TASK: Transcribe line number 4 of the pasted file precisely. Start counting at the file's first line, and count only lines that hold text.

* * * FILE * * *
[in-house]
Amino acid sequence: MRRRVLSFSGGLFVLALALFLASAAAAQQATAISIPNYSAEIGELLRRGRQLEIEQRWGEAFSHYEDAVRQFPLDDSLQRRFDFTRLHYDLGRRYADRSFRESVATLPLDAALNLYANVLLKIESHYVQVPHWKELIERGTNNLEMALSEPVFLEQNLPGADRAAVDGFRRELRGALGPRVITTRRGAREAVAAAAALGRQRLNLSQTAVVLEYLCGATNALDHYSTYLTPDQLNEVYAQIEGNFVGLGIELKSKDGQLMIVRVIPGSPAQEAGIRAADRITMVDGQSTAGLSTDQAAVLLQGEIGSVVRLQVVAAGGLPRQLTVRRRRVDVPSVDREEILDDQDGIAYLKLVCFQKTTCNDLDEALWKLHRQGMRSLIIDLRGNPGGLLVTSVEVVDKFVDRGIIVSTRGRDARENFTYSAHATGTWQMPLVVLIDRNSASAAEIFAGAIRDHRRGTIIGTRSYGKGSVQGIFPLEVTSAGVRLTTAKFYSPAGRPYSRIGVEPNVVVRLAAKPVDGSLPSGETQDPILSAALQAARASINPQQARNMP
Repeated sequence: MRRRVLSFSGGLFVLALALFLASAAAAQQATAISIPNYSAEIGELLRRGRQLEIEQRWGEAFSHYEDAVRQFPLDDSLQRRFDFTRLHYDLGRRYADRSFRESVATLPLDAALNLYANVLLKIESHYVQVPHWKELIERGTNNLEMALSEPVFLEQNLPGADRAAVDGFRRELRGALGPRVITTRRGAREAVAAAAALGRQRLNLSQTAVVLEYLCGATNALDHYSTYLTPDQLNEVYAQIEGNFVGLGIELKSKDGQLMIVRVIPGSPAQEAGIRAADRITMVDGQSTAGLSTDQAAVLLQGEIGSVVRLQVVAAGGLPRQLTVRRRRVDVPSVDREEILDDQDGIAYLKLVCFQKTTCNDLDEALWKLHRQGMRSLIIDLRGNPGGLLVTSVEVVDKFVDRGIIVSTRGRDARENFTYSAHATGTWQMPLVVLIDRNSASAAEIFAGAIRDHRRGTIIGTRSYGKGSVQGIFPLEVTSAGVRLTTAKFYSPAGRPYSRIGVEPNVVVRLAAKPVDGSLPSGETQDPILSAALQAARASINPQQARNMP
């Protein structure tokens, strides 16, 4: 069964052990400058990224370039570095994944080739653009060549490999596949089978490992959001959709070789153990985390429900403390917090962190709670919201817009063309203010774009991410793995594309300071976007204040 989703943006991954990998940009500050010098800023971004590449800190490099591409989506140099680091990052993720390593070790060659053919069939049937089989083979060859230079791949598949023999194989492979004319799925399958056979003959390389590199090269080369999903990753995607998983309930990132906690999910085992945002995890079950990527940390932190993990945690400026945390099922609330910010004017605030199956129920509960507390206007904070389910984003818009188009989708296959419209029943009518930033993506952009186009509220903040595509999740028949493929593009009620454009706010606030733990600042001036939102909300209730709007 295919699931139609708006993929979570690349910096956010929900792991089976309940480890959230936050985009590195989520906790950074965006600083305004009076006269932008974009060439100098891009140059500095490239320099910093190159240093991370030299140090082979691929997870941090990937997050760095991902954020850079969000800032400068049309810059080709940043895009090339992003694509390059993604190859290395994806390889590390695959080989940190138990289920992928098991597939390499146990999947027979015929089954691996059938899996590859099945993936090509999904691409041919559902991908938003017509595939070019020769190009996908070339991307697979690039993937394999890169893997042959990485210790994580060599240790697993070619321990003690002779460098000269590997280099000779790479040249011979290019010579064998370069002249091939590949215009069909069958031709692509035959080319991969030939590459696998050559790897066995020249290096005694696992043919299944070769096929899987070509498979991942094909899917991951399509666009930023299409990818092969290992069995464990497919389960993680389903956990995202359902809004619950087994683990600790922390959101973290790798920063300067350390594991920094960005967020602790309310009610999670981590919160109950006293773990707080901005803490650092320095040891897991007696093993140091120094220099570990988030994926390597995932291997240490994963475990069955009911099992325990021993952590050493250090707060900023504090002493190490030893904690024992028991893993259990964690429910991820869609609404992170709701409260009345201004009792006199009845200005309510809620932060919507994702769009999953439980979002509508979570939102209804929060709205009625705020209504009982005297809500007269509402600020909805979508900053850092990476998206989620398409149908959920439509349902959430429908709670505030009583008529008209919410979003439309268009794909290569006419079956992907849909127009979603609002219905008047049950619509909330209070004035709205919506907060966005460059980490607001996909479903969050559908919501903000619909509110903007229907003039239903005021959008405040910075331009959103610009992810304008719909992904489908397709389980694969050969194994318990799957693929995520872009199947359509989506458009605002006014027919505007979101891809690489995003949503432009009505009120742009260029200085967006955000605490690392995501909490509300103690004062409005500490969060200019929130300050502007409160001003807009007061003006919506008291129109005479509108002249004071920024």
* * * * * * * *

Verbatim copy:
């Protein structure tokens, strides 16, 4: 069964052990400058990224370039570095994944080739653009060549490999596949089978490992959001959709070789153990985390429900403390917090962190709670919201817009063309203010774009991410793995594309300071976007204040 989703943006991954990998940009500050010098800023971004590449800190490099591409989506140099680091990052993720390593070790060659053919069939049937089989083979060859230079791949598949023999194989492979004319799925399958056979003959390389590199090269080369999903990753995607998983309930990132906690999910085992945002995890079950990527940390932190993990945690400026945390099922609330910010004017605030199956129920509960507390206007904070389910984003818009188009989708296959419209029943009518930033993506952009186009509220903040595509999740028949493929593009009620454009706010606030733990600042001036939102909300209730709007 295919699931139609708006993929979570690349910096956010929900792991089976309940480890959230936050985009590195989520906790950074965006600083305004009076006269932008974009060439100098891009140059500095490239320099910093190159240093991370030299140090082979691929997870941090990937997050760095991902954020850079969000800032400068049309810059080709940043895009090339992003694509390059993604190859290395994806390889590390695959080989940190138990289920992928098991597939390499146990999947027979015929089954691996059938899996590859099945993936090509999904691409041919559902991908938003017509595939070019020769190009996908070339991307697979690039993937394999890169893997042959990485210790994580060599240790697993070619321990003690002779460098000269590997280099000779790479040249011979290019010579064998370069002249091939590949215009069909069958031709692509035959080319991969030939590459696998050559790897066995020249290096005694696992043919299944070769096929899987070509498979991942094909899917991951399509666009930023299409990818092969290992069995464990497919389960993680389903956990995202359902809004619950087994683990600790922390959101973290790798920063300067350390594991920094960005967020602790309310009610999670981590919160109950006293773990707080901005803490650092320095040891897991007696093993140091120094220099570990988030994926390597995932291997240490994963475990069955009911099992325990021993952590050493250090707060900023504090002493190490030893904690024992028991893993259990964690429910991820869609609404992170709701409260009345201004009792006199009845200005309510809620932060919507994702769009999953439980979002509508979570939102209804929060709205009625705020209504009982005297809500007269509402600020909805979508900053850092990476998206989620398409149908959920439509349902959430429908709670505030009583008529008209919410979003439309268009794909290569006419079956992907849909127009979603609002219905008047049950619509909330209070004035709205919506907060966005460059980490607001996909479903969050559908919501903000619909509110903007229907003039239903005021959008405040910075331009959103610009992810304008719909992904489908397709389980694969050969194994318990799957693929995520872009199947359509989506458009605002006014027919505007979101891809690489995003949503432009009505009120742009260029200085967006955000605490690392995501909490509300103690004062409005500490969060200019929130300050502007409160001003807009007061003006919506008291129109005479509108002249004071920024």